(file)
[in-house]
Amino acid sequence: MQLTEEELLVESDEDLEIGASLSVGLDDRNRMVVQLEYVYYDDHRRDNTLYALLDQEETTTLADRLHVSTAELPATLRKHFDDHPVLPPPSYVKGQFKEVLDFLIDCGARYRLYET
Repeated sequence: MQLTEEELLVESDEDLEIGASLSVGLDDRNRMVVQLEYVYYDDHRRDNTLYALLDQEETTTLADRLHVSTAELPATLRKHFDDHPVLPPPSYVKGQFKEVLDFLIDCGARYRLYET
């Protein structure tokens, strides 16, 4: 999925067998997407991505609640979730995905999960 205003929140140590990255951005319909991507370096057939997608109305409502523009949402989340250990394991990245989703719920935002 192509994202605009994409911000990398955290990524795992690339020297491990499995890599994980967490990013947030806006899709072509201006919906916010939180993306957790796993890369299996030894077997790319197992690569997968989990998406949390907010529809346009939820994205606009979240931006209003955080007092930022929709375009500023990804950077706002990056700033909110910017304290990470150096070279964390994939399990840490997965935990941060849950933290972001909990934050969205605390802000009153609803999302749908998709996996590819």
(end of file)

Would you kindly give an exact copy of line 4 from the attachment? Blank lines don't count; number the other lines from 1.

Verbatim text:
């Protein structure tokens, strides 16, 4: 999925067998997407991505609640979730995905999960 205003929140140590990255951005319909991507370096057939997608109305409502523009949402989340250990394991990245989703719920935002 192509994202605009994409911000990398955290990524795992690339020297491990499995890599994980967490990013947030806006899709072509201006919906916010939180993306957790796993890369299996030894077997790319197992690569997968989990998406949390907010529809346009939820994205606009979240931006209003955080007092930022929709375009500023990804950077706002990056700033909110910017304290990470150096070279964390994939399990840490997965935990941060849950933290972001909990934050969205605390802000009153609803999302749908998709996996590819």